AutoTalk; Winter Driving: What You Need To Know

Zach Benedict, Beacon Blogger, AutoTalk Host

I hope that everyone is having a great semester! I know for sure that I am! With all the snow that we’ve had recently, I thought it would be a good idea to write a blog on what you can do to make sure you are driving the best you can in this winter weather.

1. Tires are everything!

Your tires are the key between you and the road. Getting the right brand and style of tires are the most important thing you can do to ready yourself for the snowy trends of Northeast Pennsylvania. Brands such as Goodyear, Bridgestone, Firestone, GT Radial, and the other high-end tires are the best. Yes they are expensive, but you DON’T have to buy new tires! Look for a reputable used tire shop. Used tire shops offer great brand of tires at very low prices. All-season tires will work good. Snow tires are the best option, but all-season tires are a viable option. Cheap brand of tires are not good in the winter season. They aren’t built to the high level of precision and quality as the more expensive tires.

2. Know your transmission!

This section applies to automatics. If you have a manual, the same basic principles apply. If you know that you are going to be driving in inclement weather, shift your transmission into the lowest gear you can. It will be an on your shift indicator. Your car is strongest in the lowest gear, and can climb up steep inclines, and travel through the snow with little effort. If your going to be on a main road, shift your car into the gear just below D. On older cars, this will typically be 4, 3, etc. On newer cars, it might just be L. If you just have L, you can skip to the next session. If you have a number, shift into that number and when you hit 45 MPH, shift into drive. It will assure maximum power to your car, and maximum traction.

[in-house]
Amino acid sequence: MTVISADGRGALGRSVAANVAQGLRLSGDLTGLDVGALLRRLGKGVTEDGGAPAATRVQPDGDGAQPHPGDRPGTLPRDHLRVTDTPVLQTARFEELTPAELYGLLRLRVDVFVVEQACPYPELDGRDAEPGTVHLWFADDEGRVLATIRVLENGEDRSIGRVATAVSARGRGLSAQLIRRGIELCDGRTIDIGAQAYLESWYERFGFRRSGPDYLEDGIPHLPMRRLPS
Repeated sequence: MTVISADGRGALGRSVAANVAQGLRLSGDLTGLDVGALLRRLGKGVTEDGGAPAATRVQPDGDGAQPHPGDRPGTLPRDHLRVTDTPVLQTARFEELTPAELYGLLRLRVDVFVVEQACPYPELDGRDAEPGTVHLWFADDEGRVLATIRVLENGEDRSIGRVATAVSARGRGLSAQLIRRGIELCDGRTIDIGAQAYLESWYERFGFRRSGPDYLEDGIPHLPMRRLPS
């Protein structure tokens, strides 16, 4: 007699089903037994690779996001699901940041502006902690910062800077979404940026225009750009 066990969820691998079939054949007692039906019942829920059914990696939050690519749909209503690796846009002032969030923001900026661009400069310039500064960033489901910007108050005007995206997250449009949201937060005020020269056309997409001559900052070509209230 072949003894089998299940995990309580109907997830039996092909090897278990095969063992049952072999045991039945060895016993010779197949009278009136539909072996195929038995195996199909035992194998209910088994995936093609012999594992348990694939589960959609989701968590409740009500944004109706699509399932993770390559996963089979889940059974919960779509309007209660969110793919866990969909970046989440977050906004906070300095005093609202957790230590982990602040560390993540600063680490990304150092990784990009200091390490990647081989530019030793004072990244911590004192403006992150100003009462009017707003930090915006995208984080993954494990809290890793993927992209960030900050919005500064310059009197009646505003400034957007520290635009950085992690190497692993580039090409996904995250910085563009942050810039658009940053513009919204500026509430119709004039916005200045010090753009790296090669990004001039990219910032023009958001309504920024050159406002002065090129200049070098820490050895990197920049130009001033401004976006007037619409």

3. Slow down!

I’m sure your parents told you not to drive fast. To some people, it’s fun. If I know that the person is a good driver, I am okay with it. This may seem like a common sense thing, but some people still have their cars throttle wide open going down a snow covered road. Keeping a safe speed will protect you. DOT sets a lower speed limit on main roads and highways for a reason. Winter days are not the right time to have the pedal to the metal.

4. AWD / 4WD

Some people ask about the difference between all wheel drive (AWD) or four wheel drive (4WD, 4X4, etc.) Four wheel drive is meant to be used at low speeds and climbing steep inclines. All wheel drive is best for driving in the snow. In AWD, the tires sense the amount of traction and adjust which wheel is actually “driven”. In 4WD, all the wheels are being “driven”. This may sound ideal, but it’s not. If you travel at speeds in excess of 45 MPH, you risk rolling your vehicle right off the road. You should only use 4X4 on back roads that are snow covered. Traveling around 20 MPH.


Drive safe this winter, and don’t become a statistic.


Be sure to tune into AutoTalk every Thursday from 11-noon on 90.7 WCLH. You can catch AutoTalk TV on WilkesNow every weeknight at 7:30 PM on Service Electric Channel 97, and live every Tuesday at noon. Follow us on Facebook at AutoTalk WCLH- 90.7 FM, and on YouTube and Instagram at AutoTalkWCLH.